Upping the Ante on Pro-Freedom “Purity”

Sunni's picture

One of the most common accusations of hypocrisy leveled at anarchists is that many of us use public roads, which are financed by taxbux. It is very difficult to lead any sort of typical life these days without doing so, of course—but leave it to the state to provide some motivation for changing that.

Via Strike the Root I read an article titled License-plate scanning catching crooks, raising privacy concerns; I’d heard about this capability before, but the scope of it revealed in the article is alarming. A sample from the beginning of the article, emphasis mine:

Infrared units mounted to the front of [Arizona DPS Border Crimes Unit officer] Callister's vehicle scan the license plates of a Casa Grande firefighter, an Ohio State football fan and everyone else who drives past as he hunts for stolen vehicles.

Every plate is photographed, time-stamped, labeled on a GPS map and automatically logged into an Arizona Department of Public Safety database. An electronic voice alerts Callister to stolen vehicles within seconds after they pass, giving him the ability to make quick arrests.

Callister is among the growing number of Arizona officers who use cameras to scan thousands of plates on a daily basis, sweeping parking lots and highways to recover stolen vehicles faster than ever before. ....

Callister said .... "Now, with the plate reader and my computer, I've had days when I've read over 8,000 [plates]."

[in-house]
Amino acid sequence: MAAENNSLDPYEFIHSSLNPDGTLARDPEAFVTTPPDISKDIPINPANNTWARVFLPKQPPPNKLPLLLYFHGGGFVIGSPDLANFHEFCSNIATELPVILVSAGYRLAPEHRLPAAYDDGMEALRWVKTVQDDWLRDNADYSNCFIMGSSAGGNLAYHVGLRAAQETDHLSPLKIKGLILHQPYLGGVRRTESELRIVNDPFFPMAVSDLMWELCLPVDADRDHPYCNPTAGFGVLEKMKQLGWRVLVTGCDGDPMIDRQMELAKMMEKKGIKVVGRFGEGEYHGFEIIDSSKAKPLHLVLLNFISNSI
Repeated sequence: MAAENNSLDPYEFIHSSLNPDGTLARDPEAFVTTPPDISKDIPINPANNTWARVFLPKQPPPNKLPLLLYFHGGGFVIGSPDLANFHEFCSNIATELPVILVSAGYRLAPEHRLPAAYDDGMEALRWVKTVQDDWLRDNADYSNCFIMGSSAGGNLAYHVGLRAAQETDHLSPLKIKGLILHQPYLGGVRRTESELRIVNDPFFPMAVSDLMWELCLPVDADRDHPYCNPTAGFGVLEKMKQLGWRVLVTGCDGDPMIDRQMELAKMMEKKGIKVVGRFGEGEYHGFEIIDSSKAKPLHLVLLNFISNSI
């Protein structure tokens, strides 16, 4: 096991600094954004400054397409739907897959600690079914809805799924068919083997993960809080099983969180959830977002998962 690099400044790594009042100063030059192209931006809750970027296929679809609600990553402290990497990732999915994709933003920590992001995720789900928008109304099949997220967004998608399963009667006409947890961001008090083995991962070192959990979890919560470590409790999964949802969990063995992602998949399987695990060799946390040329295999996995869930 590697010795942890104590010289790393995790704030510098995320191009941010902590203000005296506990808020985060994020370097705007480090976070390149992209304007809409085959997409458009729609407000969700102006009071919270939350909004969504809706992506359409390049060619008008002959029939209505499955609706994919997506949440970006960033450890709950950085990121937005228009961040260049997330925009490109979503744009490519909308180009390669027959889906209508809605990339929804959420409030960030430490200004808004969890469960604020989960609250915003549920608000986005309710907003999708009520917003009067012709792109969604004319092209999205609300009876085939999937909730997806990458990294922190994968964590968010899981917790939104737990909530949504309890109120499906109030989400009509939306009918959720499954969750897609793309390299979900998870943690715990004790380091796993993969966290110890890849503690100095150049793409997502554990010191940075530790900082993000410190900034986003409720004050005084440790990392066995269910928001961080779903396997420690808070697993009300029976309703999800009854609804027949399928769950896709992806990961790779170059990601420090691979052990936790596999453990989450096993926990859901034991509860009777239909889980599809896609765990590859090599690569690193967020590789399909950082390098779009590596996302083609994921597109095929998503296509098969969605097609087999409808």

The article gives the obligatory nods to privacy concerns, but focuses primarily on how efficient the system is and how grateful victims of auto theft are that their vehicles are located and returned, sometimes quite quickly. More alarming is the soothing talk of how the program “might be” expanded:

By logging the daily location of thousands of registered automobiles, investigators may be able to narrow down the locations of people they are looking for.

The automated technology, for instance, gives officers the ability to check the license plate of each vehicle parked outside a known drug house or note what cars were parked outside a bank before and after a heist.

In October, Callister stopped a motorist on I-10 near Casa Grande for driving too close to another vehicle. The stop led to the discovery of $175,000 in cash and raised suspicions of money laundering.

To search for the man's possible criminal associates, detectives could easily check the list of license plates on vehicles that passed before and after the man's vehicle.

So, if one were to unknowingly park in the wrong spot, or be in the vicinity of a vehicle whose occupants are doing things of which the state doesn’t approve, one is automatically a suspect now? This is worse than expecting individuals to know all of the laws that our various levels of masters wish us to unquestioningly obey—it’s expecting omniscience in order to avoid their nets! Can things really get more absurd? Of course they could—as of now, there are apparently no guidelines on how to handle the enormous database these sweeps generate. Of great concern there is an inconvenient fact casually mentioned in the article (emphasis mine):

Of the thousands of license plates scanned each day, only a small fraction of the vehicles are tied to some possible criminal activity.